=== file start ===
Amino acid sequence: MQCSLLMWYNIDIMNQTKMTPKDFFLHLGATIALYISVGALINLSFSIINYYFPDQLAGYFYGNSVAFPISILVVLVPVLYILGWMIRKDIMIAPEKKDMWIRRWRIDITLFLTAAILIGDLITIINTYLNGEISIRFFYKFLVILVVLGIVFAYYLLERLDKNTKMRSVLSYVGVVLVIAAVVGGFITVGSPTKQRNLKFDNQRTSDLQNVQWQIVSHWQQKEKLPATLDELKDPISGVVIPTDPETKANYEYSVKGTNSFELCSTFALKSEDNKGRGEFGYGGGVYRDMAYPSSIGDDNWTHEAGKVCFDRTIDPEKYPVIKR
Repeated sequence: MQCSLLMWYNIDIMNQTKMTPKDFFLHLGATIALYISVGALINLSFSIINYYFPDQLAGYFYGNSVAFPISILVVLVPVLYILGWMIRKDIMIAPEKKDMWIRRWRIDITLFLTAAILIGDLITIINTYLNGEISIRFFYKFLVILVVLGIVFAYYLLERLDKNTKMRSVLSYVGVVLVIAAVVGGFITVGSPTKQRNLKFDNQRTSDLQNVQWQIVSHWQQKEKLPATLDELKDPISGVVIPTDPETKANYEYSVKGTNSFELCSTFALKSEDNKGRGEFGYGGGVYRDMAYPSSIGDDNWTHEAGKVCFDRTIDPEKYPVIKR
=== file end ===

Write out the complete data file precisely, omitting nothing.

Amino acid sequence: MQCSLLMWYNIDIMNQTKMTPKDFFLHLGATIALYISVGALINLSFSIINYYFPDQLAGYFYGNSVAFPISILVVLVPVLYILGWMIRKDIMIAPEKKDMWIRRWRIDITLFLTAAILIGDLITIINTYLNGEISIRFFYKFLVILVVLGIVFAYYLLERLDKNTKMRSVLSYVGVVLVIAAVVGGFITVGSPTKQRNLKFDNQRTSDLQNVQWQIVSHWQQKEKLPATLDELKDPISGVVIPTDPETKANYEYSVKGTNSFELCSTFALKSEDNKGRGEFGYGGGVYRDMAYPSSIGDDNWTHEAGKVCFDRTIDPEKYPVIKR
Repeated sequence: MQCSLLMWYNIDIMNQTKMTPKDFFLHLGATIALYISVGALINLSFSIINYYFPDQLAGYFYGNSVAFPISILVVLVPVLYILGWMIRKDIMIAPEKKDMWIRRWRIDITLFLTAAILIGDLITIINTYLNGEISIRFFYKFLVILVVLGIVFAYYLLERLDKNTKMRSVLSYVGVVLVIAAVVGGFITVGSPTKQRNLKFDNQRTSDLQNVQWQIVSHWQQKEKLPATLDELKDPISGVVIPTDPETKANYEYSVKGTNSFELCSTFALKSEDNKGRGEFGYGGGVYRDMAYPSSIGDDNWTHEAGKVCFDRTIDPEKYPVIKR